Mainstream media and society tend to view graffiti as nothing more than crime; they ignore the social factors which causes the art to made in the first place. I don’t know how Colombia views, but here mainstream society labels it criminal. What social is the importance of graffiti not only in your country but globally?
The fact is graffiti is a crime; by definition, graffiti is illegal, but it is a crime that speaks a lot about this unjust world we live in a world full of corrupt governments, arms trafficking in persons, drugs, exploitation child and all that supports this system and global economy sucks.
The graffiti shows the world that fails, it shows a society full of unjust laws that do not even manage to stop someone who wants to work in the streets. The cities are painted from top to bottom with graffiti because it is needed the opposition, the alternatives to a preconceived life from your birth and make you understand the force that is right and wrong. The graffiti is not going to save the world but at least if I go out and understand that my ideas do not belong to anyone else, I do on my own, without help or money to anyone.
That to me is the social significance of this scene, achieving small victories that result in individual collective, get out there and see to whom it belongs


You are very talented writer and your art could easily be displayed in galleries – selling for millions of dollars- yet you seem to keep your work away from the gallery crowds and stay in the streets. Why is that and what is it about making “illegal” graffiti that is so important to you? Why illegal art rather than gallery art? 
I do not think my work could be sold for “millions of dollars,” this is a strange little world of “street art market,” sell a few things when I can do without major commitments and keeping my ideas, that’s all, I live and I painted on the street that is what I like. Why illegal? that this is about a thousand times more interesting, fun and symbolic permission to do so without having to talk to someone to let you do it.


What does graffiti mean to you and how has it affected your life?
Graffiti is vandalism, destruction, revolution, freedom and love. My life revolves almost entirely around the graffiti, making great friends and enemies knew, love and hate, has allowed me to travel and see other ideas, one day in a stinking dungeon, another painting by the sea.


Who in Colombia, artistically, is putting out work that people need to check out/pay attention to/learn about?

Right now, my friends – not only in Colombia but others from around the world- are in a crew named, Animal Culture Power. You can find more about them from their site,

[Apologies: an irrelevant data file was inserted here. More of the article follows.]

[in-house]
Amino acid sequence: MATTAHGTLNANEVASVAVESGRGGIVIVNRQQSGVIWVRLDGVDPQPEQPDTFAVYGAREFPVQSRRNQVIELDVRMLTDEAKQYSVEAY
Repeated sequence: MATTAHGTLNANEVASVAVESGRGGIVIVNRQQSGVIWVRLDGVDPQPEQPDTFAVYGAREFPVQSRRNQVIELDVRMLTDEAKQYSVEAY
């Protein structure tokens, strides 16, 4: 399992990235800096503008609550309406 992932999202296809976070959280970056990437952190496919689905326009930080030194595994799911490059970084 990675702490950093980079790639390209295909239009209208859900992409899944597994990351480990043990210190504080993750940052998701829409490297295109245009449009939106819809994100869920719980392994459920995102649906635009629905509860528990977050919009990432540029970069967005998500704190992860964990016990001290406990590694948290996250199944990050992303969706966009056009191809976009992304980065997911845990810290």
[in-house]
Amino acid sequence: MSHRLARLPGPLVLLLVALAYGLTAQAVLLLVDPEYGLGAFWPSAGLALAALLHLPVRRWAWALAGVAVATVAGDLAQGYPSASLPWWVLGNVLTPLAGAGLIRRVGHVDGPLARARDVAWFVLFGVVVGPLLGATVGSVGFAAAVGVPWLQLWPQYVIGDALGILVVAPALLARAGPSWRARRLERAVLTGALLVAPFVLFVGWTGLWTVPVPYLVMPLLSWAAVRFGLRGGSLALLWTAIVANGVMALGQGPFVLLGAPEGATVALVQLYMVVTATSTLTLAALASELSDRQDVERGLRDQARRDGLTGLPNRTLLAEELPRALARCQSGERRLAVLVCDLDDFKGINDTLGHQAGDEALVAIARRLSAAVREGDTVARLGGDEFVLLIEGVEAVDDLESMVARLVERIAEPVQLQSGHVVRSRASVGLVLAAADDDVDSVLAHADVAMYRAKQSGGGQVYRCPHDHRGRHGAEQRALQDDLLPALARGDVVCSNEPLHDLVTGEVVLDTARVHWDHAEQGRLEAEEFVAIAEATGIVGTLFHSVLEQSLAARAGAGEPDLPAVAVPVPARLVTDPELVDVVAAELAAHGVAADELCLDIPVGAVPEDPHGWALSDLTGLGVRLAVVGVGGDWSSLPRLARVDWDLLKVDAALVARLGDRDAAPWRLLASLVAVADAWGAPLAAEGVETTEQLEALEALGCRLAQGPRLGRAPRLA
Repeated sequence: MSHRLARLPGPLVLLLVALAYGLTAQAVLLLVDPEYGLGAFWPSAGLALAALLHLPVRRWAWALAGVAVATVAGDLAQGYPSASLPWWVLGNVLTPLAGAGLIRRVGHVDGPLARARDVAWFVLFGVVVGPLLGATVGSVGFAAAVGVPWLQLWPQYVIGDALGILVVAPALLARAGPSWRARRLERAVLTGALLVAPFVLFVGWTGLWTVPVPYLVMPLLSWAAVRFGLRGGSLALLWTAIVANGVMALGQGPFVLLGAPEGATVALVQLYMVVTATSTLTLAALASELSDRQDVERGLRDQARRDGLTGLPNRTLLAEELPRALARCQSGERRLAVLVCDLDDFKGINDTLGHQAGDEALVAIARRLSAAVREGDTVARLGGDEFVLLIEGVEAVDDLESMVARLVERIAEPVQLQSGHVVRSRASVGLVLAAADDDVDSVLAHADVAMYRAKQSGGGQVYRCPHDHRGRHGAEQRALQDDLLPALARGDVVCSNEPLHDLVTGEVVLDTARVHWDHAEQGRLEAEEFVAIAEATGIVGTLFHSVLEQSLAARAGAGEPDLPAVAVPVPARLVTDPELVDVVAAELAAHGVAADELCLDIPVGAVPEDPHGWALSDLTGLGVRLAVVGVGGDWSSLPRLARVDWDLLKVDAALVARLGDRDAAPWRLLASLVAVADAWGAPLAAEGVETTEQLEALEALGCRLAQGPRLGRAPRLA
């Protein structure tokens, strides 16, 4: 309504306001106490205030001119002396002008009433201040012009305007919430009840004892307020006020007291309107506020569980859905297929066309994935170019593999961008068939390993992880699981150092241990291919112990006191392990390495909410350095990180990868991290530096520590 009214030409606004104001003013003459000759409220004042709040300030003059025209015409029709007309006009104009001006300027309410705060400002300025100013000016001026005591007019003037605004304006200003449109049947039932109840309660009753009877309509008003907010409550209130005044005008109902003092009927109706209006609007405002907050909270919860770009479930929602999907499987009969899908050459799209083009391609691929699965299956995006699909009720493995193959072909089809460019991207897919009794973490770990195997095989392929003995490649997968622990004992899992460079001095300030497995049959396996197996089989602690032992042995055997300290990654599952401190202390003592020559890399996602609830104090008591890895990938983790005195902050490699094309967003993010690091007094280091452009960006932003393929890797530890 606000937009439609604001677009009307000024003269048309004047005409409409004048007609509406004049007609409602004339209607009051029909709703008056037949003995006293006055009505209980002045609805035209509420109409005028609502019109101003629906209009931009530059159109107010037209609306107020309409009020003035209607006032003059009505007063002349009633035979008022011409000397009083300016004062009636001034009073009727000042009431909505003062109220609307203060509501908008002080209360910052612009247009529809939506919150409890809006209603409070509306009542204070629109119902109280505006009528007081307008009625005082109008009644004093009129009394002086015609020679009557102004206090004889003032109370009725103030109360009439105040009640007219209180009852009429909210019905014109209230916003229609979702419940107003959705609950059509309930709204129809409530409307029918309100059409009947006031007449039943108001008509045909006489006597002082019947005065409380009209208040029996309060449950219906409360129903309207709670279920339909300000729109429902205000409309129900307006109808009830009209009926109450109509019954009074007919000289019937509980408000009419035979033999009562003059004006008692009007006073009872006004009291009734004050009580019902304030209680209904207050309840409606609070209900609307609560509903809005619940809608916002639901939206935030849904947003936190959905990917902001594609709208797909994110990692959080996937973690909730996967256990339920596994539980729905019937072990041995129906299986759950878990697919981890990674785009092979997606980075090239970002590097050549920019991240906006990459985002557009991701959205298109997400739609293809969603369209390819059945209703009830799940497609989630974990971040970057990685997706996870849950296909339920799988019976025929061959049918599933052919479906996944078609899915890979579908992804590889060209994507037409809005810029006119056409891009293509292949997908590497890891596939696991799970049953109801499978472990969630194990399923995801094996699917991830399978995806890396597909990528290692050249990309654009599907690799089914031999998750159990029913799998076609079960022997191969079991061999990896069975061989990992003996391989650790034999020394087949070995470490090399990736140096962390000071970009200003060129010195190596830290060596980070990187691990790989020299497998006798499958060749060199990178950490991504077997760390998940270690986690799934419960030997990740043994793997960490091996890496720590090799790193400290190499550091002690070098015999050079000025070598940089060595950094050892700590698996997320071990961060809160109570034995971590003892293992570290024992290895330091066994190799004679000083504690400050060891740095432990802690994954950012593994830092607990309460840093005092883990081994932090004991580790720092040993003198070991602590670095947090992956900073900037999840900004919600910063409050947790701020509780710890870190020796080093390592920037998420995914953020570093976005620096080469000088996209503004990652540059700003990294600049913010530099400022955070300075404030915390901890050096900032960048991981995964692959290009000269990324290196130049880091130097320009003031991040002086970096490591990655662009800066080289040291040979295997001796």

Who or what originally motivated you to follow the path of graffiti? How did you get started?
The street itself, since childhood I liked walking around for hours watching was happening, they found new places, noise, old, new, dirty.

So much of your art is colorful and vibrant (it is alive), I am curious to know why you choose the particular coloring style? What inspires that color schemes you use?

There is no inspiration in particular. The colors combinations that I developed in my years of painting are based on trial and error, I guess. Like all artists, my work is influenced by different forms and skill that I’ve seen here and there but ultimately adapt those things to my own technique and merge all of it into the walls; into the work I create.

Who are some of the artists that inspired you to paint? Who are some of your current favorites?

There have been many who have inspired me but above all I’d say most inspiration comes from my close friends whom I have painted with such as Lorenzo, Masnah, Saks, Buytronick, Mecamutanterio, Seimiek, Soft, Anger, Zas, Malk, and Onesto, to name a few.


What’s next for you in 2012? Do you have any planned events or projects you’d like to tell us about?
For now I have some more travelling to do before January. I want to continue painting (as always). By 2013, I plan to begin working on a book that will document Bogota’s stencil movement, spanning the last 10 years. 
Final question: Is there anybody out there whom you’d like to acknowledge or shout-out?
Yes, I want to thank mi familia y mis amigos (my family and friends) for all of the support, encouragement and love they have continued to show me over throughout my life. I appreciate everything they have done for me and I return all the love and support right back to them, siempre!!